Lastly, sexism has also been evident in our Candian society through the increasing numbers of gender based violence. Women are prone to sexually based violence and abuse. This includes, rape, sexual assualt, prostitution, and slavery. Women face many unique challenges with reproduction. Some women have no or limited access to healthcare resources, birth control, or protection from sexually transmitted diseases. This distinction has led to much higher mortality rates to women. In Cambridge Ontario, an annual event is held called Walk In Her Shoes. The walk, beginning at Cambridge City Hall and then going through downtown Galt, is traditionally a men’s walk but is now open to all genders. It aims to raise awareness about the role everyone plays in ending gender-based violence. ‘According to the Canadian Women’s Foundation, approximately every six days, a woman in Canada is killed by her intimate partner, so yes, gender-based violence is still a very real problem and it’s part of our mandate to give voice to the realities of the lives of cis and trans women and girls and non-binary individuals in our community,’ said Kim Decker, executive director of YWCA Cambridge, in a media release (CNW group, 2019).

In conclusion, Sexism is an evolving issue in Canada and in our world. More specifically, women’s rights and inequality. Sexism is greatly evident in our society today with gender based violence, international wage gap, and also administration who have contributed to this act. Sexism is something that has given women inconfidence and the ability to believe they are lesser than the men in this world. Women have to feel as if they are lesser and that they deserve to be paid a different amount for the same work just because they are female. People began to consider women’s rights after they realized what this does to our society and to the women who are being discriminated against for their gender. Women have to fight for the rights to their own property, earn a wage, and most notably, vote and hold public office. Giving women the right to vote was said to be the turning point in women’s rights where people began to recognize the treatment and how it was unfair. Women in our society today are still being affected by discrimination globally and in Canada. The extent of this is not as bad as it was centuries ago but there are still arising issues that women are faced with. Sexism is something that will always be evident in our Canadian society. With women being treated unfairly, that puts strains on self confidence and the ability to feel powerful. It also lacks them opportunity. In today’s society, sexism is greatly evident. It is evident through wage gaps, gender based violence, and the largest women’s march that happened in 2017.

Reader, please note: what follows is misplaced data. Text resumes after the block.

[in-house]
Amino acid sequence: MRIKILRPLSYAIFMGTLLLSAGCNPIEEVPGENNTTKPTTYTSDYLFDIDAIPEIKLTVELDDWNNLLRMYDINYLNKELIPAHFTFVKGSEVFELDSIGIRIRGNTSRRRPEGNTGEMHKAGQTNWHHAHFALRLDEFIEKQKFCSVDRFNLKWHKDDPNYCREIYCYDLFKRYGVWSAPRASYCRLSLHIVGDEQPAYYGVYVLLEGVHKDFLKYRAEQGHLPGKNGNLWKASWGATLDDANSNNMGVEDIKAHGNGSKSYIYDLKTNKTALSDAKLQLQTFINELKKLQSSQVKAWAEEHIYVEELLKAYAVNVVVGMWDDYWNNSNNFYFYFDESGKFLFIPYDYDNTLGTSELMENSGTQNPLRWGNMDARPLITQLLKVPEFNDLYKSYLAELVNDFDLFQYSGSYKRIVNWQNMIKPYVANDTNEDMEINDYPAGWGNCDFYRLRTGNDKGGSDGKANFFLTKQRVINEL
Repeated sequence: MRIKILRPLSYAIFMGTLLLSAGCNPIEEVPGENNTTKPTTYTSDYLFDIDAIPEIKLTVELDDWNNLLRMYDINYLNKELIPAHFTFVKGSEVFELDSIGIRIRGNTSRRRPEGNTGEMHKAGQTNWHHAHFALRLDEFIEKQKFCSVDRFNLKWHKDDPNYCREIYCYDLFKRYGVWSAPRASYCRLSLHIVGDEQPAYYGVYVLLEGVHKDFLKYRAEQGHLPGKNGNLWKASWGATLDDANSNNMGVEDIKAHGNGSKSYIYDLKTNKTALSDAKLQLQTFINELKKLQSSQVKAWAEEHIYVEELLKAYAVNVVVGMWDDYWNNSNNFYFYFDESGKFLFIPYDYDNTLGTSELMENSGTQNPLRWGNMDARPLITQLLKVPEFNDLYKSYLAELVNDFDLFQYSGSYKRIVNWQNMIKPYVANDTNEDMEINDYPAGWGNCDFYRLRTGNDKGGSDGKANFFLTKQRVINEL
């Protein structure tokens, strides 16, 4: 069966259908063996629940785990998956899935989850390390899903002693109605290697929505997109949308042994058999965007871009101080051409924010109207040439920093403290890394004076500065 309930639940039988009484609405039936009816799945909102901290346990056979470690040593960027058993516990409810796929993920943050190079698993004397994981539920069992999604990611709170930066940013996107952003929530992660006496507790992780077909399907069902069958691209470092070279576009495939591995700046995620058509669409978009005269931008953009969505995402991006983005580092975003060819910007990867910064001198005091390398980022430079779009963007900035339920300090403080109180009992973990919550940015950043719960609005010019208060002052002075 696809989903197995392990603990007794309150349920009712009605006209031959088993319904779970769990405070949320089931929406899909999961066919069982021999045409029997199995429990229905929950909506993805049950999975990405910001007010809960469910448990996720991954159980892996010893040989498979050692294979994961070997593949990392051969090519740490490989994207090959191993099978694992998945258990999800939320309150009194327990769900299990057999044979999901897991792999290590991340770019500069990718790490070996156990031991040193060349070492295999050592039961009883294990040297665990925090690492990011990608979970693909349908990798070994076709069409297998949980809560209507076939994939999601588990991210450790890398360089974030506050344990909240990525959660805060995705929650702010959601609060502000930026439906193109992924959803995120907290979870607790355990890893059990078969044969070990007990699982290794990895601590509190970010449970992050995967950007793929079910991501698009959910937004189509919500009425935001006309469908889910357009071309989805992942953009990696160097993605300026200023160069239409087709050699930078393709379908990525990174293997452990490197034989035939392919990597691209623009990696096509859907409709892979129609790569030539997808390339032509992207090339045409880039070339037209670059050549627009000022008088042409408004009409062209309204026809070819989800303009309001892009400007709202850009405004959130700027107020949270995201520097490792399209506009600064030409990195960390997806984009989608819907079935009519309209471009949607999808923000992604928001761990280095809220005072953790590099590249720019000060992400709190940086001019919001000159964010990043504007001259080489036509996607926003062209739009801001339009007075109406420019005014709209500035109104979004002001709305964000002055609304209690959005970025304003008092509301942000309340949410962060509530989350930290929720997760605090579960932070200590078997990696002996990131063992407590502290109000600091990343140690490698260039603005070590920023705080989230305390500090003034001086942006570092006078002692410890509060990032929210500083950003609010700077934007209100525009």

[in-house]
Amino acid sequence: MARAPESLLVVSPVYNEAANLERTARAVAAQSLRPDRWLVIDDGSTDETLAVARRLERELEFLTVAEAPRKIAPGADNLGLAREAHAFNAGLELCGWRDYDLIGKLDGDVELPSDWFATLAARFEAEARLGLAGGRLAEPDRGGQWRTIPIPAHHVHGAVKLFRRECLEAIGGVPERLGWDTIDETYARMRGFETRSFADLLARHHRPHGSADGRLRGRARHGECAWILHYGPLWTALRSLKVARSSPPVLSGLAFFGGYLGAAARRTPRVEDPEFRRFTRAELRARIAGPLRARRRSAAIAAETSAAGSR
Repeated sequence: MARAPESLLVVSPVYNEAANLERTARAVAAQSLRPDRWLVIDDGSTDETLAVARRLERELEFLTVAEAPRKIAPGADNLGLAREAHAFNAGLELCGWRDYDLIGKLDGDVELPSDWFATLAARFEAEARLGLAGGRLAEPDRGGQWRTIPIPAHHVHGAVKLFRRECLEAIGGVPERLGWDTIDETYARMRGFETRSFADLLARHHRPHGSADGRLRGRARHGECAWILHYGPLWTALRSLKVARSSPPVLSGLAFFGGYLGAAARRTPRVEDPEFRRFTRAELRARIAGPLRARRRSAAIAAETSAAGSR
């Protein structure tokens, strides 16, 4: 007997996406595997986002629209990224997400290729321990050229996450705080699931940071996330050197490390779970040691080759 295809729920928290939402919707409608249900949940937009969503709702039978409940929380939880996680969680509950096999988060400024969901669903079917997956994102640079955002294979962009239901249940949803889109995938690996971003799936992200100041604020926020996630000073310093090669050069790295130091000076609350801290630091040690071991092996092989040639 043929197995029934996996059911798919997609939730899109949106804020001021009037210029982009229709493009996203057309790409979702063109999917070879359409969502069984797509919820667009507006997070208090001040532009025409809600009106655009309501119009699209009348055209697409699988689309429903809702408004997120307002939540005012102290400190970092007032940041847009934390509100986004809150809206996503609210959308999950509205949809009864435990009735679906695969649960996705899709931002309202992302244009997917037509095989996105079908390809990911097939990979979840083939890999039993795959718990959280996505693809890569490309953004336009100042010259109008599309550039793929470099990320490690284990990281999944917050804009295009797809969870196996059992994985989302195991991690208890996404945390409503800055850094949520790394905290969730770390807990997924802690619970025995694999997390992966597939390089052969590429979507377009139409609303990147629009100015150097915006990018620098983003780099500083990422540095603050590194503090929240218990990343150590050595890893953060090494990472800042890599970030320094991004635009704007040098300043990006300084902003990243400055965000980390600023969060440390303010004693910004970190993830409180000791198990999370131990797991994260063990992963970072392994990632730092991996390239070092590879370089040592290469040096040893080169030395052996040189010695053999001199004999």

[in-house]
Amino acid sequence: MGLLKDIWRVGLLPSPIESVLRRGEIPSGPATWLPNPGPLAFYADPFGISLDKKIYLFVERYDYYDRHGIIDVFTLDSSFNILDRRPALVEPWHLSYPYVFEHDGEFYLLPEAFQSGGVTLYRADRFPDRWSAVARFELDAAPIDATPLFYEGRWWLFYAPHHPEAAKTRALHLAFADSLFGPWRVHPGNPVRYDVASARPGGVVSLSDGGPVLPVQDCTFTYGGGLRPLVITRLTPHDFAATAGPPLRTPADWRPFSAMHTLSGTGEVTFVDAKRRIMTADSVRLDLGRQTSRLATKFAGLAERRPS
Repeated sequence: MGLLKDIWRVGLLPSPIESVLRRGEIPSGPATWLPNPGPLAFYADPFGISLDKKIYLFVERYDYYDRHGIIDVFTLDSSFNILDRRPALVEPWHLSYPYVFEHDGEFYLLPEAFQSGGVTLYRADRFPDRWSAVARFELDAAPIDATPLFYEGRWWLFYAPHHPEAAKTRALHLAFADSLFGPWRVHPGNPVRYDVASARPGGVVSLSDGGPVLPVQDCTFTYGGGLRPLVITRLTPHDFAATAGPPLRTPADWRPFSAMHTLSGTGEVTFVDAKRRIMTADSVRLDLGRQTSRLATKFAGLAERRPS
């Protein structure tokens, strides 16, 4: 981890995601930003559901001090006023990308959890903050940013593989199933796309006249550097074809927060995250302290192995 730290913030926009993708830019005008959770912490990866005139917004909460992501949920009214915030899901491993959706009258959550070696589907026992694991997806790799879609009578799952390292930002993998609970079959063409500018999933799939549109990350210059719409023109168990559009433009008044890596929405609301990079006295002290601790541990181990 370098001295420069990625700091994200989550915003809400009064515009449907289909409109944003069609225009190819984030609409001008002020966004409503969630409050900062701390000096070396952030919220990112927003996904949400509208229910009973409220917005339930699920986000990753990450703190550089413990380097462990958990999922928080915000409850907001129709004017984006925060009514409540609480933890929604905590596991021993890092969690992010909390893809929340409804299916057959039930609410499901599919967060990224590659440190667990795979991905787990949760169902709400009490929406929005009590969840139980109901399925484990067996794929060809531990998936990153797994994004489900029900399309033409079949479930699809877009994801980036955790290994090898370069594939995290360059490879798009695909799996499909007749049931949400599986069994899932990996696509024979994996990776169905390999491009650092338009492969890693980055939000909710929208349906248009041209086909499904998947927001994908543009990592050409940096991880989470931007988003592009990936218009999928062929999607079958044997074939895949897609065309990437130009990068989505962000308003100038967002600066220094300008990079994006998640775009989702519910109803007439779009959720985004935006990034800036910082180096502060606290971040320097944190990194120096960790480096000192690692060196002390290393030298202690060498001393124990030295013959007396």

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Sexism In Canada: Forms And Reasons. (2021, August 24). Edubirdie. Retrieved July 1, 2022, from https://edubirdie.com/examples/sexism-in-canada-forms-and-reasons/
“Sexism In Canada: Forms And Reasons.” Edubirdie, 24 Aug. 2021, edubirdie.com/examples/sexism-in-canada-forms-and-reasons/
Sexism In Canada: Forms And Reasons. [online]. Available at: <https://edubirdie.com/examples/sexism-in-canada-forms-and-reasons/> [Accessed 1 Jul. 2022].
Sexism In Canada: Forms And Reasons [Internet]. Edubirdie. 2021 Aug 24 [cited 2022 Jul 1]. Available from: https://edubirdie.com/examples/sexism-in-canada-forms-and-reasons/